Effective aperture of the 100XL-ED is 96mm. 19x on the 82mm, and 25x on the 100mm was as low as we needed, therefore 24mm prism aperture was enough. BTW, no fingernails
Kevin, pardon my persistence but I'd really like to understand BT design philosophies regarding nuisance reflections better. You've been in this business for a long time and have been a driving force in marketing large astro binoculars over the years. I am assuming you have had some input into the design process of your new BTs so I have some questions. I'm not intending to put you on the spot or cause some sort of "BT battle"; just to open an honest discussion of what are real design issues that matter to binocular telescope performance and what may not be. Sadly, I'm not privy to the circle of BT designers/engineers but I'd love to be a "fly on the wall" while they're doing the work.
Regarding the "no fingernails" statement, was this a specific design goal? How have these off-axis reflections been removed from the system? As I pointed out in a post above, I've examined the internals of my Miyauchi BTs and "clones" of these and and there is an aperture stop on the back side of the rhomb turret located midway between it and the Schmidt main prism to prevent off-axis reflections from reaching the rhomb's faces. It appears Kowa, who you've emulated, also uses this design. I don't see this baffle design showing obvious signs of vignette to my eyes, nor does it effect full aperture. These designers thought it was worthwhile. We've discussed this "fingernail" issue since the APM BTs were introduced. Some users don't seem to mind and some are bothered by it, depending on their observing style.
Markus has been very insistent on having his APM BTs being optimized for the best illumination of widest field eyepieces. APM even enlarged the original prism aperture to 28mm from 25mm for this purpose. On visual inspection there doesn't appear to be any baffles within their prism system as it seems the designers didn't want to contribute to illumination falloff from them either. The trade-off appears to be these "fingernail" off-axis reflections. It seems some BT buyers agree (though not necessarily justifiably) that this "fullest illumination" aspect is important in a visual instrument. Perhaps they are way more sensitive to this than I am. I actually expect this to be less important for visual use, though, as our eyes are not nearly as sensitive to these differences in illumination as a CCD sensor.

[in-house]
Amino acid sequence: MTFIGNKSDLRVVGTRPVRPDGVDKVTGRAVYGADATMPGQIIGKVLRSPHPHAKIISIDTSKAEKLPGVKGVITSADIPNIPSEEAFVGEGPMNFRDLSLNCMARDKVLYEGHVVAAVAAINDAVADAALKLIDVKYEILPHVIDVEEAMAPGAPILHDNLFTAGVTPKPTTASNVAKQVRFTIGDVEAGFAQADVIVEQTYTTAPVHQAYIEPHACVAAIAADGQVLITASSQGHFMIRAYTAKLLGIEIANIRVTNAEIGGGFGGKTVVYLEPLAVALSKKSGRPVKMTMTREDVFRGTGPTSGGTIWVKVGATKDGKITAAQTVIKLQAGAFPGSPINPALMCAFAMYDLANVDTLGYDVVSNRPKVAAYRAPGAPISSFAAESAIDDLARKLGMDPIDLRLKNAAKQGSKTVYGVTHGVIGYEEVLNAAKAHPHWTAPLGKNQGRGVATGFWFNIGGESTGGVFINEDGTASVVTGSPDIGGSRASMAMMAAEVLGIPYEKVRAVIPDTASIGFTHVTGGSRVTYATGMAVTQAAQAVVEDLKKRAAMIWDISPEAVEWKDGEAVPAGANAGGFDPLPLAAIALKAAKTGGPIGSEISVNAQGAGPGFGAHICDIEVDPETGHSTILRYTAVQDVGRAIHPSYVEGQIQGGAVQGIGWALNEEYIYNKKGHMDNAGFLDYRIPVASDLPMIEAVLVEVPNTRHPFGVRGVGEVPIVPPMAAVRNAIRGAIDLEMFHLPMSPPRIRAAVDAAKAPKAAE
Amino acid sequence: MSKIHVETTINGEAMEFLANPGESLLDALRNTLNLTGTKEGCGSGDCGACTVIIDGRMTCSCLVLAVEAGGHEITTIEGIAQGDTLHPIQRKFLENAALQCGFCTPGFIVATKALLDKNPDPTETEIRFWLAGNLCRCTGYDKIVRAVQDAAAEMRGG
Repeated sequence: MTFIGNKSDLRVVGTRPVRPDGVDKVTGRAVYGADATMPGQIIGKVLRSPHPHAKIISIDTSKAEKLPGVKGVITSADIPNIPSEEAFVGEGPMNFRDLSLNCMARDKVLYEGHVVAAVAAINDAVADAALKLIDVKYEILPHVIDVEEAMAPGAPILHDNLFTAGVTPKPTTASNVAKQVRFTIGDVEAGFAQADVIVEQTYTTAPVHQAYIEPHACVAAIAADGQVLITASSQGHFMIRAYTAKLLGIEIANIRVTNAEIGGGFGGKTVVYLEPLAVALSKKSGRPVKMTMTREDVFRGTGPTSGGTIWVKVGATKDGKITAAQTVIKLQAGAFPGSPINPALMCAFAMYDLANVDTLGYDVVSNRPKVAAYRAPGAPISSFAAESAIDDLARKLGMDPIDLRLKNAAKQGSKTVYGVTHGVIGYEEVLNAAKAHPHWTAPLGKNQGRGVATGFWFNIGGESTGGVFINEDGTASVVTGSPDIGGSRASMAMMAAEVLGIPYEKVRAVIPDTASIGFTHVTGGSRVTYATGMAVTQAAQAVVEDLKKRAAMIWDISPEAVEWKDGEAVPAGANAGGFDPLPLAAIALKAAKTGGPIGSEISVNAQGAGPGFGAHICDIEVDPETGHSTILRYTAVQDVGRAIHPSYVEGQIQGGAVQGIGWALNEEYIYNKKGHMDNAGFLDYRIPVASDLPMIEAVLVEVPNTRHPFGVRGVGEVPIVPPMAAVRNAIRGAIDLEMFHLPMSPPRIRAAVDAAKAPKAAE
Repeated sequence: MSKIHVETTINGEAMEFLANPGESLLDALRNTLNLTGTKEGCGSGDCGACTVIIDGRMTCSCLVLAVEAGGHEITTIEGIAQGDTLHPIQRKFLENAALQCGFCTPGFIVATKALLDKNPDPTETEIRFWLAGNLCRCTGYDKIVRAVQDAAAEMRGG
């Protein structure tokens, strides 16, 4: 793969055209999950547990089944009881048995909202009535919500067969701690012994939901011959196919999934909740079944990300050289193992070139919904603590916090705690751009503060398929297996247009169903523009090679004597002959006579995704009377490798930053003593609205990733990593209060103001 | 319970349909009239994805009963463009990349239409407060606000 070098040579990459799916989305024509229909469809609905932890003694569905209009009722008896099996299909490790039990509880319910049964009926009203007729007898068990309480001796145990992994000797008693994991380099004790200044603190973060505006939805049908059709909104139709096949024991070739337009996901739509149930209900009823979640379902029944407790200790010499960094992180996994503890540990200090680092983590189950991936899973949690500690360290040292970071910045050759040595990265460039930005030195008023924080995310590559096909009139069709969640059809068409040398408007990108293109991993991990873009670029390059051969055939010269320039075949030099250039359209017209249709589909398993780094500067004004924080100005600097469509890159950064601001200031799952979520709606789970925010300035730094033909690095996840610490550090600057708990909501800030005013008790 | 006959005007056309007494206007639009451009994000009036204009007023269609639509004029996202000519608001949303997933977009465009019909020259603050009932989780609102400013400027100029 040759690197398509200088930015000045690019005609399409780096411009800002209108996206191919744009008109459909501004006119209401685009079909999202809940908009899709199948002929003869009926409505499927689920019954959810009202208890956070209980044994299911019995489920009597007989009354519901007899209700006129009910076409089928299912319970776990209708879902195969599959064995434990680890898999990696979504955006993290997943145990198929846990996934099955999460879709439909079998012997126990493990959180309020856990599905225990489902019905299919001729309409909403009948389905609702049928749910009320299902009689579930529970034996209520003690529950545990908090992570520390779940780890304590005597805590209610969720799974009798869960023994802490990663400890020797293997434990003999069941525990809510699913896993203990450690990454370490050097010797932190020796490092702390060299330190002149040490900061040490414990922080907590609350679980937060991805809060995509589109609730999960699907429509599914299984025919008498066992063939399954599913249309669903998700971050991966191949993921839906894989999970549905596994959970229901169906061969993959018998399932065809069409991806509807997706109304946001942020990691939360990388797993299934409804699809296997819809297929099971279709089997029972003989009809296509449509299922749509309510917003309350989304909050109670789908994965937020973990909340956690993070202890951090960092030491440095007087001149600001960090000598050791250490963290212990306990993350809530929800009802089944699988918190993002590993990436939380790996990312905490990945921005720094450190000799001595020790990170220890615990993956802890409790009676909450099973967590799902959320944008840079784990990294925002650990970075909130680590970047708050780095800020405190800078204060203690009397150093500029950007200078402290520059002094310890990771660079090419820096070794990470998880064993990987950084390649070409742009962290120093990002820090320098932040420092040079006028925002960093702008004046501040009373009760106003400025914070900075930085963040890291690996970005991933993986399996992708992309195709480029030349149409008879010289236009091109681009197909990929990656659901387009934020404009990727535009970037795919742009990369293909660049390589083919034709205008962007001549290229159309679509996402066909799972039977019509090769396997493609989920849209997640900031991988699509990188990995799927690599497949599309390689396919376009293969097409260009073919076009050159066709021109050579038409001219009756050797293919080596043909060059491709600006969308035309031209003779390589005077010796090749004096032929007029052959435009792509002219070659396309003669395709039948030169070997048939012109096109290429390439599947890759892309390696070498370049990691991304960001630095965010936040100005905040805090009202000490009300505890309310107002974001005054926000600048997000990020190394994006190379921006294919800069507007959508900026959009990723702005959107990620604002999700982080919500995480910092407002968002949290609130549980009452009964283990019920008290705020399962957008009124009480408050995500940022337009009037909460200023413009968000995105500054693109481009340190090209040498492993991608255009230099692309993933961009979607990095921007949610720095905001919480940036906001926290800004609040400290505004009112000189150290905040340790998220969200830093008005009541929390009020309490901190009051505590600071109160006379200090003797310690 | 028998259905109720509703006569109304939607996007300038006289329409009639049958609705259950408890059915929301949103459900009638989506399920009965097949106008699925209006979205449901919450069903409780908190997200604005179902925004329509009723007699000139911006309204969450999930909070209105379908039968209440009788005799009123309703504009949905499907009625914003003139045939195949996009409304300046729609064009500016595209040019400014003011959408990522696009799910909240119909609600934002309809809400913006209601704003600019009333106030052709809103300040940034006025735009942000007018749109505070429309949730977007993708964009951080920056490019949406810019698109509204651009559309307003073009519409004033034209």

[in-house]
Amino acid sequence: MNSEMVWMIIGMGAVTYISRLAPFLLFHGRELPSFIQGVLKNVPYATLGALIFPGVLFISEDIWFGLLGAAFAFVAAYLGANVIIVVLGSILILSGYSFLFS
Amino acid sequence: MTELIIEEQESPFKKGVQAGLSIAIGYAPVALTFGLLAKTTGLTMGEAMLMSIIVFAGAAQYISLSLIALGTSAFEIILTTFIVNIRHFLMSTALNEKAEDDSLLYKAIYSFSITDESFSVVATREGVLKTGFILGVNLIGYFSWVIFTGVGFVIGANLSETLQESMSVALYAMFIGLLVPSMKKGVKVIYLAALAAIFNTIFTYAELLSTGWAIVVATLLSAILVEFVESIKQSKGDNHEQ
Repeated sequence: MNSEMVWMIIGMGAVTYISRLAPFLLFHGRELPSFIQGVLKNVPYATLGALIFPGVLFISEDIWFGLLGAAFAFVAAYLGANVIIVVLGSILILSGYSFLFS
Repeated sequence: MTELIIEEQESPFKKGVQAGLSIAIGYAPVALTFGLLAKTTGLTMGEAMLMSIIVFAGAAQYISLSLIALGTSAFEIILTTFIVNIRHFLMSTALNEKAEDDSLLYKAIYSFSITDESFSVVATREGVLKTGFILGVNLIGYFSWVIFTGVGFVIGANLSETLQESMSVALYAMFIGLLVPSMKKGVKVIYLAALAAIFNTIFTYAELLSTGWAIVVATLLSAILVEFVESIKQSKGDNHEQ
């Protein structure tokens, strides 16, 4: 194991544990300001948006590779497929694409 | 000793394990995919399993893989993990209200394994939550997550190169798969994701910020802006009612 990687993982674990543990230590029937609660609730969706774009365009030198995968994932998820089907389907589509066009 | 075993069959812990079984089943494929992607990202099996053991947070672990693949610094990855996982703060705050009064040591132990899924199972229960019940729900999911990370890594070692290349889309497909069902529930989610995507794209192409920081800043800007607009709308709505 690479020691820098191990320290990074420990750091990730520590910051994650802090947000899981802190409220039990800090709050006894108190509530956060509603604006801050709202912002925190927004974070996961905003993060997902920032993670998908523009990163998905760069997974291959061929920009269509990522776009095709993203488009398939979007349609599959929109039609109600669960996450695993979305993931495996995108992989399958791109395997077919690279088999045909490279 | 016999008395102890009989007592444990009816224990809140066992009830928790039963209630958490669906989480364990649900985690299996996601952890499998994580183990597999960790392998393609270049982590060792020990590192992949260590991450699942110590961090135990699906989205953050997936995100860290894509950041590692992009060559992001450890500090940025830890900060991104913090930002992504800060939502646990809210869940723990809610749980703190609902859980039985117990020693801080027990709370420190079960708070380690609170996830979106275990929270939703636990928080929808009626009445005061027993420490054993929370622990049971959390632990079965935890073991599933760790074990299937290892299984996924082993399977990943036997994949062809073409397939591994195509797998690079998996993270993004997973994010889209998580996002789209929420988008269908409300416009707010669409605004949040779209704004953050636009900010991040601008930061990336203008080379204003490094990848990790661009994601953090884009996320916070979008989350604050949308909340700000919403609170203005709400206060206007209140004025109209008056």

I've never seen measurements taken of any standard Porro or roof binoculars that are anywhere close to 100% illuminated to the edge of their field, even premium models. Top performers may have the central 50% of area illuminated by 100% of the objective. I've never heard anyone complain about the illumination falloff of their Fuji FMTs, Nikon Astroluxes or Tak 22x60s, imperfect as they may be. FWIW, these standard binos don't show "fingernails" either. In light of this, what do you think about the quest for fullest illumination? Is this a worthwhile design goal for a visual binocular observer or just a quest for needless "perfection" with unintended consequences?
One other thing; maybe at this point in time we should identify our binos based on the actual effective aperture? It seems long past due industry-wide. Perhaps call the new binos BT-80XL or BT-96XL?
I'd love to hear your perspective on this as someone who has surely given this thought, having been in the binocular industry for years. All other comments welcome, too, of course!